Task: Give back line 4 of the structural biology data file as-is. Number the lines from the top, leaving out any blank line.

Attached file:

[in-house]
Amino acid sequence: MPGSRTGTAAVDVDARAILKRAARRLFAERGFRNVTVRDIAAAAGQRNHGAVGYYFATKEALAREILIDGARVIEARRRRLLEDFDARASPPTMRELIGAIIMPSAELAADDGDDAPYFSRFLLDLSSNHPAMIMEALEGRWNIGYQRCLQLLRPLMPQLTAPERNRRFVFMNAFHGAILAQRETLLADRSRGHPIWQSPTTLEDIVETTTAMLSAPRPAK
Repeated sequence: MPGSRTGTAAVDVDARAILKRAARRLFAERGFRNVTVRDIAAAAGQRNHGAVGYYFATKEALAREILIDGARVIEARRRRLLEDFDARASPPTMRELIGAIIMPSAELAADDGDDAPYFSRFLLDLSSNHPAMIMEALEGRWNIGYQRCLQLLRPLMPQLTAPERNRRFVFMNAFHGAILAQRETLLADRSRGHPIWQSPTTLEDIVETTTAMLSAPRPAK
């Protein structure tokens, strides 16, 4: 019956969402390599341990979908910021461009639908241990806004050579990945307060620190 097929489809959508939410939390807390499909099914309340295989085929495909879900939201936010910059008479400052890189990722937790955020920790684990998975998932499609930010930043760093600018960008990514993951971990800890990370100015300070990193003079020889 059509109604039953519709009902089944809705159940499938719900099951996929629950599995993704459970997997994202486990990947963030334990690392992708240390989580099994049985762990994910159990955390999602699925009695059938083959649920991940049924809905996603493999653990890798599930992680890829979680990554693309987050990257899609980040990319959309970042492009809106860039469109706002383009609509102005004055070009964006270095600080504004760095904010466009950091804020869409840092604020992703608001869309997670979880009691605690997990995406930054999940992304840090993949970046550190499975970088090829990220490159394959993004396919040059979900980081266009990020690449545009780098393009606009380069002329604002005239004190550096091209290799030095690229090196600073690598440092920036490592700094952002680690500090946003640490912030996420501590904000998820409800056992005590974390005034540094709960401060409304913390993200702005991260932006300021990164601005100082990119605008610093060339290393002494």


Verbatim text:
């Protein structure tokens, strides 16, 4: 019956969402390599341990979908910021461009639908241990806004050579990945307060620190 097929489809959508939410939390807390499909099914309340295989085929495909879900939201936010910059008479400052890189990722937790955020920790684990998975998932499609930010930043760093600018960008990514993951971990800890990370100015300070990193003079020889 059509109604039953519709009902089944809705159940499938719900099951996929629950599995993704459970997997994202486990990947963030334990690392992708240390989580099994049985762990994910159990955390999602699925009695059938083959649920991940049924809905996603493999653990890798599930992680890829979680990554693309987050990257899609980040990319959309970042492009809106860039469109706002383009609509102005004055070009964006270095600080504004760095904010466009950091804020869409840092604020992703608001869309997670979880009691605690997990995406930054999940992304840090993949970046550190499975970088090829990220490159394959993004396919040059979900980081266009990020690449545009780098393009606009380069002329604002005239004190550096091209290799030095690229090196600073690598440092920036490592700094952002680690500090946003640490912030996420501590904000998820409800056992005590974390005034540094709960401060409304913390993200702005991260932006300021990164601005100082990119605008610093060339290393002494």